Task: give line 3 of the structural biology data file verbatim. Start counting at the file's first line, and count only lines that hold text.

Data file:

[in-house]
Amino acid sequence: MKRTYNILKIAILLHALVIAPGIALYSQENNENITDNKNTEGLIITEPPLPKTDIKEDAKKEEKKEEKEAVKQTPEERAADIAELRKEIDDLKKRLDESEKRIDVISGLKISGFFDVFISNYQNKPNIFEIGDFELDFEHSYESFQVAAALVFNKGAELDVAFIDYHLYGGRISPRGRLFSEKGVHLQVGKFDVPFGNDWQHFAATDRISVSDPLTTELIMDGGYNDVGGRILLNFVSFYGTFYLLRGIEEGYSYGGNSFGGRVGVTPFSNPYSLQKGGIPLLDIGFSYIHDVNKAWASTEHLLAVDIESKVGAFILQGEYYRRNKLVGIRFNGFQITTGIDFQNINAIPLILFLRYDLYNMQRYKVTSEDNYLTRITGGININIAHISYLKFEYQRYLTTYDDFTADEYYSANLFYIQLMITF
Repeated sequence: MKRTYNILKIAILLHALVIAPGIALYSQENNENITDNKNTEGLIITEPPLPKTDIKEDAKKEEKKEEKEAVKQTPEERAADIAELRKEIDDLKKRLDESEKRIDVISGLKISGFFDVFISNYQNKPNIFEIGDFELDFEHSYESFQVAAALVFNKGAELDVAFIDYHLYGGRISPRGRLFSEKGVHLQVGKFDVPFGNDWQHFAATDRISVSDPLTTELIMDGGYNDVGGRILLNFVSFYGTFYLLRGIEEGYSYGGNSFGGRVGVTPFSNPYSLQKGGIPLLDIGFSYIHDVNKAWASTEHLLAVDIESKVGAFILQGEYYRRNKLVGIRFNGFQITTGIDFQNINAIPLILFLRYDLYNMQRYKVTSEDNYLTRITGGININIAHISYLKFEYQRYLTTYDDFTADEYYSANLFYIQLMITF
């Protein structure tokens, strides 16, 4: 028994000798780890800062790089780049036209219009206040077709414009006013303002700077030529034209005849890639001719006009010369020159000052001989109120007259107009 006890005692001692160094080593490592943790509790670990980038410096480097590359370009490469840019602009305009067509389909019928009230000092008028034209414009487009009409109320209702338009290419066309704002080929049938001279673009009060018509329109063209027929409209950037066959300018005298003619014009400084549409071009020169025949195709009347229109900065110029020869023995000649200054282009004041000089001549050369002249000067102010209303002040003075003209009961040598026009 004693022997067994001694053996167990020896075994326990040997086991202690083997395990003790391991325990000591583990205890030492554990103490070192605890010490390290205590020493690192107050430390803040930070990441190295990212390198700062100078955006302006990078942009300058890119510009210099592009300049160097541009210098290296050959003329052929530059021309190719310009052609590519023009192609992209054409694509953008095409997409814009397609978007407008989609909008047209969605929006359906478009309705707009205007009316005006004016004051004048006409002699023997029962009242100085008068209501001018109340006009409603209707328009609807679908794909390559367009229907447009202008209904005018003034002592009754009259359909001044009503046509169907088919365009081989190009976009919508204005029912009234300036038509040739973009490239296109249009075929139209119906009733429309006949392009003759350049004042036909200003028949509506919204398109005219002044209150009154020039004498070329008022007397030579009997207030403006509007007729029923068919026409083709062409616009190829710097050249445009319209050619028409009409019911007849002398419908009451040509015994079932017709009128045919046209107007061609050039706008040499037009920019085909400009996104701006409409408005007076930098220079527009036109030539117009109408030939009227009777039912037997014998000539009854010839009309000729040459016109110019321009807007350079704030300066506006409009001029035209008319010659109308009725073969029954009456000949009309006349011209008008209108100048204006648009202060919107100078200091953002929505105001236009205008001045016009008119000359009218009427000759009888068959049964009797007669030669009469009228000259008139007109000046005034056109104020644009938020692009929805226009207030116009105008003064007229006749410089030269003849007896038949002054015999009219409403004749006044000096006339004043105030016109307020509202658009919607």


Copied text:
Repeated sequence: MKRTYNILKIAILLHALVIAPGIALYSQENNENITDNKNTEGLIITEPPLPKTDIKEDAKKEEKKEEKEAVKQTPEERAADIAELRKEIDDLKKRLDESEKRIDVISGLKISGFFDVFISNYQNKPNIFEIGDFELDFEHSYESFQVAAALVFNKGAELDVAFIDYHLYGGRISPRGRLFSEKGVHLQVGKFDVPFGNDWQHFAATDRISVSDPLTTELIMDGGYNDVGGRILLNFVSFYGTFYLLRGIEEGYSYGGNSFGGRVGVTPFSNPYSLQKGGIPLLDIGFSYIHDVNKAWASTEHLLAVDIESKVGAFILQGEYYRRNKLVGIRFNGFQITTGIDFQNINAIPLILFLRYDLYNMQRYKVTSEDNYLTRITGGININIAHISYLKFEYQRYLTTYDDFTADEYYSANLFYIQLMITF